One can hardly blame Labor, however, for campaigning on a crude message of “refunds of tax that has never been paid”. (Franking credits are actually refunds of company taxes that have been paid on behalf of shareholders.) Most Australians don’t understand dividend imputation, and right up to recent times the Coalition was peddling the lie that Australia’s corporate tax rate is 30 per cent, ignoring the benefits of imputation which brings the effective rate of corporate tax for Australian investors down to around 15 per cent. Worse, most journalists, including ABC journalists, hardly ever challenged then Treasurer Morrison on this lie. Labor has had to frame its policy in the dumbed-down framework set by the Coalition and by partisan or lazy journalists. (For an thorough description of the workings of imputation and a clear analysis of Labor’s proposals, see Josh Gordon’s recent contribution to Pearls and Irritations.)

But most condemnation must lie with those who complain about Labor’s proposals without even acknowledging how extraordinarily inequitable our taxation system has become in relation to highly-privileged wealthy retirees. Lobby groups for older Australians have done nothing but grizzle, without offering alternative suggestions on how these inequities can be addressed, and opportunistically the Coalition has joined the chorus.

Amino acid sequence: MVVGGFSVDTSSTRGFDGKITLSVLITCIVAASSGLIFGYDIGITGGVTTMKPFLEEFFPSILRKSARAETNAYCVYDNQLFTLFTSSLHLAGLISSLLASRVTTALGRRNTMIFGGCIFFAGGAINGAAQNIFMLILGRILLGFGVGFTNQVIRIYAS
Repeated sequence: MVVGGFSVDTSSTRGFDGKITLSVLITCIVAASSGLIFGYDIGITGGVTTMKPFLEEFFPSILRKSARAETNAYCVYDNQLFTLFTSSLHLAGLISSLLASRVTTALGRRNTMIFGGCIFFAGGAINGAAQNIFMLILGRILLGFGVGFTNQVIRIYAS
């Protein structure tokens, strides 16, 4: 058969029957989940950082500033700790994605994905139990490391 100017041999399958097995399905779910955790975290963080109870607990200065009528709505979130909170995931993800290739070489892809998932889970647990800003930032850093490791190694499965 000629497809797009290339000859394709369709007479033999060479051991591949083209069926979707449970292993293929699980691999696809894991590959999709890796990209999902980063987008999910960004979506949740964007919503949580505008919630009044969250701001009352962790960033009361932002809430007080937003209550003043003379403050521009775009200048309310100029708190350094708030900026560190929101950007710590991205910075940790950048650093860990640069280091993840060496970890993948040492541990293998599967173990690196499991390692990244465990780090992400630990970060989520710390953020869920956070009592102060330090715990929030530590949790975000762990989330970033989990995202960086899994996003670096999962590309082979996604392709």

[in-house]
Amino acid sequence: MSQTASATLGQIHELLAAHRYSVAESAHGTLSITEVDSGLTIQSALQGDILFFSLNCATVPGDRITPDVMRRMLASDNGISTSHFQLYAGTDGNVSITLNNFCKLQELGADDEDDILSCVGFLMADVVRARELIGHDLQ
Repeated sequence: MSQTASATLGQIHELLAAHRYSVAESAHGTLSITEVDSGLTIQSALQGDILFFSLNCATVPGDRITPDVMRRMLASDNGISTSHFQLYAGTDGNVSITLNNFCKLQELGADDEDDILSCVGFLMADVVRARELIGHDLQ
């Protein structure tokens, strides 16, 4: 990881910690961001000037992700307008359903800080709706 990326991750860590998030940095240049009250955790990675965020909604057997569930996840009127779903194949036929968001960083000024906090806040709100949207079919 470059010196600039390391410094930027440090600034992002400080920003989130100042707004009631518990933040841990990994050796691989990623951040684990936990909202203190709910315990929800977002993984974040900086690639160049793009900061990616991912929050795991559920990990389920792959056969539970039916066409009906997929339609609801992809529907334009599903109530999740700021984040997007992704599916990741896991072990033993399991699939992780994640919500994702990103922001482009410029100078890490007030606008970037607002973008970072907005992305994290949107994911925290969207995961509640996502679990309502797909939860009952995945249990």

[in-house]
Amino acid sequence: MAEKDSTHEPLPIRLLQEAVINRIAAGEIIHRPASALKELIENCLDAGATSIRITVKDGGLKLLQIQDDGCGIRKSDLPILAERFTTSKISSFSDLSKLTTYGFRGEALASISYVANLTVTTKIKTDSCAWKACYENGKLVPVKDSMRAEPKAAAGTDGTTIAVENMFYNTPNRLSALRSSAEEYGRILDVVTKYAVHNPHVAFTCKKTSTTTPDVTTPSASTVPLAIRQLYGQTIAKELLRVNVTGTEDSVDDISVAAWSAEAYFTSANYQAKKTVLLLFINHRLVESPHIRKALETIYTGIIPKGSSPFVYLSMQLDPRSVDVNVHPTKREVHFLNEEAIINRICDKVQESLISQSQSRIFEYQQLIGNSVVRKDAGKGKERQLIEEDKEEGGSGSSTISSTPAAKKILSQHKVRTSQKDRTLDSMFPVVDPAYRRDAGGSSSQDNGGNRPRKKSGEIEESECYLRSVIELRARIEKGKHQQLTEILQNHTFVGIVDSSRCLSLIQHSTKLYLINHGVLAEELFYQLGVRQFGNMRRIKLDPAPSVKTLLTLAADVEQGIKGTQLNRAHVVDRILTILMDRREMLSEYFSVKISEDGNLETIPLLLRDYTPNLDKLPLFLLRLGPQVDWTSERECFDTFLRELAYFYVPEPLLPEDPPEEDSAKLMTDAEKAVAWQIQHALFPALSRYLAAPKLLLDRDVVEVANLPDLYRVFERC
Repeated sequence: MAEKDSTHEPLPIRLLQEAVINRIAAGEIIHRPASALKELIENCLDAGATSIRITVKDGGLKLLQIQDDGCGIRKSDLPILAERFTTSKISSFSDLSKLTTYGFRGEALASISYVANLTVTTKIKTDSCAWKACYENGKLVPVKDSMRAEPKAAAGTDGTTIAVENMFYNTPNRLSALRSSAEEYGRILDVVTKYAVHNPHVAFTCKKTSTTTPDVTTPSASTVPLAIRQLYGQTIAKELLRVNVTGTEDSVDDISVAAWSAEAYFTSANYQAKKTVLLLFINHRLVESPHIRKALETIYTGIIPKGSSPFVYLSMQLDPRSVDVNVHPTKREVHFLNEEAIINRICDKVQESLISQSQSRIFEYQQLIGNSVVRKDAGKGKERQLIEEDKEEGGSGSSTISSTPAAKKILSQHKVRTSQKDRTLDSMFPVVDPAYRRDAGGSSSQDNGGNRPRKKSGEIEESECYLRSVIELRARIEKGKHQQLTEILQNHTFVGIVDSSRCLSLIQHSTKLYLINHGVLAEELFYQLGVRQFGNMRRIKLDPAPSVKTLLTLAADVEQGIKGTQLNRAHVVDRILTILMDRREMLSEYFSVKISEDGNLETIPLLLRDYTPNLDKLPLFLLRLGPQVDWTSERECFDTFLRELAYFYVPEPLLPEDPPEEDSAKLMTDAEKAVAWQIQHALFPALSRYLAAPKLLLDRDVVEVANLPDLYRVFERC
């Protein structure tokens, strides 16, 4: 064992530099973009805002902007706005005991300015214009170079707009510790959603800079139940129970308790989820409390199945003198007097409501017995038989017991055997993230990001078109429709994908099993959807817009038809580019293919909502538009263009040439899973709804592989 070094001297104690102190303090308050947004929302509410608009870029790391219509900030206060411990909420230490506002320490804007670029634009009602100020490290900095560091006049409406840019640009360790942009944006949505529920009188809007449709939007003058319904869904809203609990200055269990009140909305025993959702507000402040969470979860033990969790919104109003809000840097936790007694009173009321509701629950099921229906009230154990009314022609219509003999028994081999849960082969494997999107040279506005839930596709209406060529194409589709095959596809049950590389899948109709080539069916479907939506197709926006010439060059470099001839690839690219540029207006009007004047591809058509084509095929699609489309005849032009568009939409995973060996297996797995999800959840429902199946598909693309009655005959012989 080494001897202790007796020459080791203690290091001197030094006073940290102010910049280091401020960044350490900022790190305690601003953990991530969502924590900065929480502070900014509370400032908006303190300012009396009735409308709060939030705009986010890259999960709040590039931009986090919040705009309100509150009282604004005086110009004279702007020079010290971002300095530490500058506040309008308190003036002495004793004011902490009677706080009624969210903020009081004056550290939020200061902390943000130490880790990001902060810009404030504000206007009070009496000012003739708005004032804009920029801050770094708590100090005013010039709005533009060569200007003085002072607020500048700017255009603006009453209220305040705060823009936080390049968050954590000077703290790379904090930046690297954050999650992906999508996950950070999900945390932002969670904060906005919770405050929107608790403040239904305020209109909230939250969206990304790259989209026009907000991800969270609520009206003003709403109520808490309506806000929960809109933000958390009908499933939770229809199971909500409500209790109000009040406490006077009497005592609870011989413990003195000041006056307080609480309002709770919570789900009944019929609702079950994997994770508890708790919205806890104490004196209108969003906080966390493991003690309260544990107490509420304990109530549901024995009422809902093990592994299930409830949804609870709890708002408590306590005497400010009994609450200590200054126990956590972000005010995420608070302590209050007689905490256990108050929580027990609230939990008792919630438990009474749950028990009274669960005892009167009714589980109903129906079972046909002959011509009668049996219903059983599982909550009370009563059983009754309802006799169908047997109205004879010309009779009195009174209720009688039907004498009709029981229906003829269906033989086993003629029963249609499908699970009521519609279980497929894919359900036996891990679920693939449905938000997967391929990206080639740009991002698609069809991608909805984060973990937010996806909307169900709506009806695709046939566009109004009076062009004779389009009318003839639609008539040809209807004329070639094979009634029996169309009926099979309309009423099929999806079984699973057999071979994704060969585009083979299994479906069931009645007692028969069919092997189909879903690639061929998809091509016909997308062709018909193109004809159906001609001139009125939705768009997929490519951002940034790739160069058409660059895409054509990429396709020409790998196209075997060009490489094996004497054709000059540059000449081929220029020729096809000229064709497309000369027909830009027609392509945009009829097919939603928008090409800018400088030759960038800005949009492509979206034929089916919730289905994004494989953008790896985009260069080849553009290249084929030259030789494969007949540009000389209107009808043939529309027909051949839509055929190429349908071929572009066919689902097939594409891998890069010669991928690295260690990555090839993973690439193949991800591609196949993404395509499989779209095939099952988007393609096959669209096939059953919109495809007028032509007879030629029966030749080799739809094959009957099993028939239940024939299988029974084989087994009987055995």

This is in contrast to more thoughtful commentators who have criticised Labor’s policy while acknowledging the problem of breaks for well-off retirees. Simon Cowan of the right-leaning Centre for Independent Studies has thoughtful criticisms of Labor’s policy, while acknowledging that in privileging retirees with tax breaks, at the expense of younger working Australians, we have it 180 degrees out of line with good public policy. “It has created a class of well-off individuals who pay no tax at all” he writes, but we’re not hearing that acknowledgment from Coalition.

Labor’s policy is flawed, but it’s in the right direction, and if they achieve office they may find a more equitable and economically responsible way to achieve the same ends. By contrast the behaviour of the Coalition, and the lobbies captured by the ungrateful rich, is despicable.


Ian McAuley is a retired lecturer in public finance at the University of Canberra and a fellow of the Centre for Policy Development.